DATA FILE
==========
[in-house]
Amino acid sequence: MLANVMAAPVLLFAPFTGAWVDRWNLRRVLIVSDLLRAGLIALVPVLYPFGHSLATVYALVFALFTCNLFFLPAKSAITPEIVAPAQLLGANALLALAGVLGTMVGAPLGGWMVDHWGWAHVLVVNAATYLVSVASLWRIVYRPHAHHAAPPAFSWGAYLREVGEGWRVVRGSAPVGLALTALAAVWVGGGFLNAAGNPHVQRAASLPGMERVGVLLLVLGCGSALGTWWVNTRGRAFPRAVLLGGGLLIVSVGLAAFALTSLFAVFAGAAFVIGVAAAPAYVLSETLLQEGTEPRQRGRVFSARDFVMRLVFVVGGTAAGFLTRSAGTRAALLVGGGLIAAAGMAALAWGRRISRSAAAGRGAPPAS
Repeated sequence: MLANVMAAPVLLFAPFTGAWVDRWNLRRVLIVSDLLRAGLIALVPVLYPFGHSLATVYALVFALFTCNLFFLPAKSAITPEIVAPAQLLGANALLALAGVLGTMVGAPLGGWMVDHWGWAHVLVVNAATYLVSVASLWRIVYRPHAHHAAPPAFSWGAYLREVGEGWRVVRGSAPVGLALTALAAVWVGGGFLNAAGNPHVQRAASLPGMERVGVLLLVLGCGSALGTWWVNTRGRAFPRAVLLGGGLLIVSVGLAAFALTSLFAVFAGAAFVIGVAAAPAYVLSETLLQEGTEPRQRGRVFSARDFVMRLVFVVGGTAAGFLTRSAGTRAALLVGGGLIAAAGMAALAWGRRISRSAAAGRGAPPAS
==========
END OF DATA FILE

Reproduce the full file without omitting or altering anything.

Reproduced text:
[in-house]
Amino acid sequence: MLANVMAAPVLLFAPFTGAWVDRWNLRRVLIVSDLLRAGLIALVPVLYPFGHSLATVYALVFALFTCNLFFLPAKSAITPEIVAPAQLLGANALLALAGVLGTMVGAPLGGWMVDHWGWAHVLVVNAATYLVSVASLWRIVYRPHAHHAAPPAFSWGAYLREVGEGWRVVRGSAPVGLALTALAAVWVGGGFLNAAGNPHVQRAASLPGMERVGVLLLVLGCGSALGTWWVNTRGRAFPRAVLLGGGLLIVSVGLAAFALTSLFAVFAGAAFVIGVAAAPAYVLSETLLQEGTEPRQRGRVFSARDFVMRLVFVVGGTAAGFLTRSAGTRAALLVGGGLIAAAGMAALAWGRRISRSAAAGRGAPPAS
Repeated sequence: MLANVMAAPVLLFAPFTGAWVDRWNLRRVLIVSDLLRAGLIALVPVLYPFGHSLATVYALVFALFTCNLFFLPAKSAITPEIVAPAQLLGANALLALAGVLGTMVGAPLGGWMVDHWGWAHVLVVNAATYLVSVASLWRIVYRPHAHHAAPPAFSWGAYLREVGEGWRVVRGSAPVGLALTALAAVWVGGGFLNAAGNPHVQRAASLPGMERVGVLLLVLGCGSALGTWWVNTRGRAFPRAVLLGGGLLIVSVGLAAFALTSLFAVFAGAAFVIGVAAAPAYVLSETLLQEGTEPRQRGRVFSARDFVMRLVFVVGGTAAGFLTRSAGTRAALLVGGGLIAAAGMAALAWGRRISRSAAAGRGAPPAS